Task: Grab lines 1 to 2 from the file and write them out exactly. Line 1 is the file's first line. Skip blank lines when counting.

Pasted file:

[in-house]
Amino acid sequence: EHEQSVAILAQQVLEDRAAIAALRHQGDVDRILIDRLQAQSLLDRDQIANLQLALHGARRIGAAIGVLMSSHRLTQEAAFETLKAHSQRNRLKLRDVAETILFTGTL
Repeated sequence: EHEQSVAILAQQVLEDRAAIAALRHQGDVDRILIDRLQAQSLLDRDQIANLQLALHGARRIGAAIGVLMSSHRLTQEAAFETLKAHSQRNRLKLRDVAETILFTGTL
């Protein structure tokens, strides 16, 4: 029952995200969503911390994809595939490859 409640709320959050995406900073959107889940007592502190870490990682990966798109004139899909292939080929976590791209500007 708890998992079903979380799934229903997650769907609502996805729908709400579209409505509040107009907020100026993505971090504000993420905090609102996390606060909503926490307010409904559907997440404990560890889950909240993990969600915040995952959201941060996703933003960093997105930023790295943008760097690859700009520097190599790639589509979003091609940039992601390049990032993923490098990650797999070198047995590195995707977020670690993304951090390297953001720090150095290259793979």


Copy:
[in-house]
Amino acid sequence: EHEQSVAILAQQVLEDRAAIAALRHQGDVDRILIDRLQAQSLLDRDQIANLQLALHGARRIGAAIGVLMSSHRLTQEAAFETLKAHSQRNRLKLRDVAETILFTGTL